The latest coffee table display trend celebrities and designers love that you can recreate instantly

The likes of Cindy Crawford, Miranda Kerr and Miley's mom Tish Cyrus are all fans of this look in their own homes

Living room with bay window, pale blue walls, built in bookcases, cream sofa with multi-coloured cushions and large square coffee table
(Image credit: Alecia Neo)

While most of us have a living room coffee table, how many of us can really say that we have spent time curating it? Yet this most often overlooked focal point in arguably the most important room in the house can leave a lasting impression on the space in general, and on our guests. 

So imagine our delight last week, while researching new coffee table decor ideas, when we came across the latest trend to have crept into celebrity homes (and, of course, their Instagram accounts): coffee table book stacking. 

Thanks largely to interior decorators' long-standing love affair with it, book stacking isn't a new coffee table styling idea. Neither is displaying our prized books, which predates the arrival of coffee in Europe; back in the late 1500s, ‘books to lay in the parlor window’ made them a popular accessory to interior design. 

So why is stacking books on tables catching on again?

Living room with grey walls, large wooden coffee table beside sofa

(Image credit: Jon Day)

'Stacking gorgeous coffee table books looks beautiful, and it will of course encourage you and your family to pick them up for a casual a browse in a way that stashing them away them on a shelf or in another room just doesn't,' says Lucy Searle, Editor in Chief of Homes & Gardens. 'A stack of books can also provide inspiration for a talking point, whether with your kids or guests. But, for me, they are also the post-pandemic equivalent of the curated video call background: decorating with books on a coffee table provides a highly edited projection of your personal interests.'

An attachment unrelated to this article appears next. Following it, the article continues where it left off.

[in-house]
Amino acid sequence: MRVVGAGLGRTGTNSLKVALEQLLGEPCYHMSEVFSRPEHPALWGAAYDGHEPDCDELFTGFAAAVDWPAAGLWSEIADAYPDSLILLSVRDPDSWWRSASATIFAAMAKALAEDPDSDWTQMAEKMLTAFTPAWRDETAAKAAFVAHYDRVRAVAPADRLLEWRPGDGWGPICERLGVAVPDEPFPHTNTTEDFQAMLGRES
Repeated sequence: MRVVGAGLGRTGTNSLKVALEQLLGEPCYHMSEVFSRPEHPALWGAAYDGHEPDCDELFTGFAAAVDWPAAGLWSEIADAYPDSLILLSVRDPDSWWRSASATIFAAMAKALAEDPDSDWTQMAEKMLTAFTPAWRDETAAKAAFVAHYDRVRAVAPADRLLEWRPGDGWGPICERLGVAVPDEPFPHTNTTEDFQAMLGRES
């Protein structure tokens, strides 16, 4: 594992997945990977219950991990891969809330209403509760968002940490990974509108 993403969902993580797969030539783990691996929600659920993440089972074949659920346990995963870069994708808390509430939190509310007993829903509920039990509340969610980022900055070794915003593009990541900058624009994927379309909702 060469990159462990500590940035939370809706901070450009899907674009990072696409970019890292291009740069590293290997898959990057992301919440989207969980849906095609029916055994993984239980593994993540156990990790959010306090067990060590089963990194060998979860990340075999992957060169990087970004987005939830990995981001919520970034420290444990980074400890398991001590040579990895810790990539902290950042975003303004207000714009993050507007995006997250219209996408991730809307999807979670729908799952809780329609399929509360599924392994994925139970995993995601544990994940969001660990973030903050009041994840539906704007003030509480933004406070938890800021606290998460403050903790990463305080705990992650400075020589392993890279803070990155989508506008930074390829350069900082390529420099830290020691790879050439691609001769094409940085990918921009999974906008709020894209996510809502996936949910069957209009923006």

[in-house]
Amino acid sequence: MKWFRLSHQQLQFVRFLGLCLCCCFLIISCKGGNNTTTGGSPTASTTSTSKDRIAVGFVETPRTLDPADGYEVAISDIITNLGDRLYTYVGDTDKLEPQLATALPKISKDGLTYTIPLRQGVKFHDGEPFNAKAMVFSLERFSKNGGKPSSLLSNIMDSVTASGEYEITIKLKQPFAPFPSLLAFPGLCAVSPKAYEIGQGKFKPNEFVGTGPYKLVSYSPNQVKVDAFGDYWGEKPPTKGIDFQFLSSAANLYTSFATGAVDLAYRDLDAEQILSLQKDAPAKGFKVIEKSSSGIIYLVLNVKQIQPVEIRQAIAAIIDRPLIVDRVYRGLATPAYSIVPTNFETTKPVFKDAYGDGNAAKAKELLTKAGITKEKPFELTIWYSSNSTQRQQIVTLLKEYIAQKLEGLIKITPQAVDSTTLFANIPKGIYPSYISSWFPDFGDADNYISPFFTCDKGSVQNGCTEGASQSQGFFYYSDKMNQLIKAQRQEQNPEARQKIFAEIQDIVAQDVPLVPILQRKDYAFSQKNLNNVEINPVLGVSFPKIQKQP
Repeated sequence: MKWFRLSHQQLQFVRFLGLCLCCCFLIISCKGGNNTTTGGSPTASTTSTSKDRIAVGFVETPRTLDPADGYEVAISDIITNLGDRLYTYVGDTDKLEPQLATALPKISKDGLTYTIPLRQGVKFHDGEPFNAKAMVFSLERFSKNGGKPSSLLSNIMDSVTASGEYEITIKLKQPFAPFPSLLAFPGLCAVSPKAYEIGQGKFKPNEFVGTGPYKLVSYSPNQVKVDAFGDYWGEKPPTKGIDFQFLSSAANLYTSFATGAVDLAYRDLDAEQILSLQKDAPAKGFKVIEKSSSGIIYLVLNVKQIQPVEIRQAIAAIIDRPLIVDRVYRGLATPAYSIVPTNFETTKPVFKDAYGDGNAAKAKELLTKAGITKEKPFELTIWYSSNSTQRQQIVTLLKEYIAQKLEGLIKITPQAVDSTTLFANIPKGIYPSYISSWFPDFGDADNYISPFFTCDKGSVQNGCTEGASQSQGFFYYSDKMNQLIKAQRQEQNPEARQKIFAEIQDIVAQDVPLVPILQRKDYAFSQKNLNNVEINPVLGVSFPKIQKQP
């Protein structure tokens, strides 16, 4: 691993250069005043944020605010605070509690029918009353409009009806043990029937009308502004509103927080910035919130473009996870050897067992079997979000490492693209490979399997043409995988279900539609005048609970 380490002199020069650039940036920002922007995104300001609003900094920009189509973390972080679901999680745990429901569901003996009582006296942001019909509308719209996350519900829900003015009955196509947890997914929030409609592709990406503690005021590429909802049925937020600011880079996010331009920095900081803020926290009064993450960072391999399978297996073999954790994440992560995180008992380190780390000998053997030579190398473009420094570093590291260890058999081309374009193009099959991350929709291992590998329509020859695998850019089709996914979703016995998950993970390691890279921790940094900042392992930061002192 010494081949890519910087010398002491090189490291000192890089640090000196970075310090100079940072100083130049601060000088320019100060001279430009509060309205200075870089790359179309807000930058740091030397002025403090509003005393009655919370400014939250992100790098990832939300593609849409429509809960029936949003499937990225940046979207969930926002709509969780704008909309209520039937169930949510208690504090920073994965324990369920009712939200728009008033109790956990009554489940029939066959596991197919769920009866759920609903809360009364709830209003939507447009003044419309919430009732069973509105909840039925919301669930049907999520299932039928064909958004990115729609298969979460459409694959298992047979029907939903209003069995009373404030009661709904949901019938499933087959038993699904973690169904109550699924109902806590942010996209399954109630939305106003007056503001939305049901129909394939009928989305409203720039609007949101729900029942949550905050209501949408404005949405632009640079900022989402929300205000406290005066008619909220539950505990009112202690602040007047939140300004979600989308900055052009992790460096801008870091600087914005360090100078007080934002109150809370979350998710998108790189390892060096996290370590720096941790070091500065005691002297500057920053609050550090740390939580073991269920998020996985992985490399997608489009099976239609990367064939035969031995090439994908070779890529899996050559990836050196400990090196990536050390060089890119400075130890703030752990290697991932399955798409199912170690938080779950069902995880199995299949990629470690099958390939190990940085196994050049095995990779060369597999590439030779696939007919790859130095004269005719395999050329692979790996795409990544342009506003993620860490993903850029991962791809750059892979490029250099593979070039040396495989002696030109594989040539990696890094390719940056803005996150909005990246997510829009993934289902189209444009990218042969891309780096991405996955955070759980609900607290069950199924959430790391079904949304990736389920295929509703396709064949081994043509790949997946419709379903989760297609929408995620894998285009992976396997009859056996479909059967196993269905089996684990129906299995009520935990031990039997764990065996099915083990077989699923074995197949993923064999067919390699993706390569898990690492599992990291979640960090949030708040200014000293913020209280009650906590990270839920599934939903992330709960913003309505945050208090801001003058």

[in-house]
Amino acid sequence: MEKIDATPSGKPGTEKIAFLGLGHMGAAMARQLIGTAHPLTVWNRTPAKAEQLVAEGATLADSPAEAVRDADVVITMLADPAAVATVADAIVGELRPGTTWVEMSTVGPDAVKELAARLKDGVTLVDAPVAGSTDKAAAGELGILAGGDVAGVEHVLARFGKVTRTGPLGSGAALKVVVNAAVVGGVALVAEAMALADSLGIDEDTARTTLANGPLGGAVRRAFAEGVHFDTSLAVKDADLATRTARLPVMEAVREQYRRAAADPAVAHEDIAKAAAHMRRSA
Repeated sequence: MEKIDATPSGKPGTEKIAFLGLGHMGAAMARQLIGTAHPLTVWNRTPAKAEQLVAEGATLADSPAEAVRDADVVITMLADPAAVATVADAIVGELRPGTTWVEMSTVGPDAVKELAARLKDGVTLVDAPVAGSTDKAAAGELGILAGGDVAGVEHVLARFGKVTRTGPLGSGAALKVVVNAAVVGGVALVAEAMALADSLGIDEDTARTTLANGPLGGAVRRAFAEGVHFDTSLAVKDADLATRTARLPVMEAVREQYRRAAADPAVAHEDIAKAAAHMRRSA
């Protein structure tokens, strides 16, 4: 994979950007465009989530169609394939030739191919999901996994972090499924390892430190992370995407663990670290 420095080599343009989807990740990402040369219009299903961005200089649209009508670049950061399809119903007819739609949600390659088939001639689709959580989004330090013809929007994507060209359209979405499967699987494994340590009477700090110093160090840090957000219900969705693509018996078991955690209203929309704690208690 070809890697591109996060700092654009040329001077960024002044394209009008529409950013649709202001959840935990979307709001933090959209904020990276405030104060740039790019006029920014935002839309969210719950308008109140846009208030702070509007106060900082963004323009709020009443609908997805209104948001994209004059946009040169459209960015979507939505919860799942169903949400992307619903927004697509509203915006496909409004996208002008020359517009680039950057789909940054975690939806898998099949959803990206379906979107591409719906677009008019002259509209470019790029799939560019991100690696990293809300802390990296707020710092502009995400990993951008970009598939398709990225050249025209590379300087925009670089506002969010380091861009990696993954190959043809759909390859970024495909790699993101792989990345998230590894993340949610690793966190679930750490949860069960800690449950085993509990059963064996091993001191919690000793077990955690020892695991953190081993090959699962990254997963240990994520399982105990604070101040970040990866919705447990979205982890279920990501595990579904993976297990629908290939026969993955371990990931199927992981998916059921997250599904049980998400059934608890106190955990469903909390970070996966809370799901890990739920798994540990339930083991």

‘Coffee books allow you to subtly showcase your interests or perhaps not so subtle way,’ says designer Martin Kemp, founder of Martin Kemp Design. ‘Similarly, you can show off your great taste and style with the right book selection. Signed books and limited editions are collector's items, linking art to book collections.’

Sitting room coffee table and vase with flowers, sofa and cushions.

(Image credit: Robert Sanderson)

With celebrities such as Cindy Crawford (fashion photography), Miranda Kerr (Vanity Fair Portaits),and Tish Cyrus (The Best of Punk Magazine, among others) adorning their coffee tables with stacks of book, it is clear that this timeless interior design trend is one that transcends design styles and oozes casual sophistication.

‘Beautiful coffee table books are interior design elements just like vases, blankets or sofa cushions while telling about the decorator's interests,’ Finnish designer and home styler, Johanna Lehmuskallio explains, ‘they bring color and individual style to the interior.’ 

Here, designers discuss why they love stacks of coffee table books, and how implement this timeless trend in your living room ideas.  

How do you stack books on a coffee table?

To stack books on a coffee table, do as you would when styling a bookcase, stacking smaller books on top of larger books to create a rough triangular shape.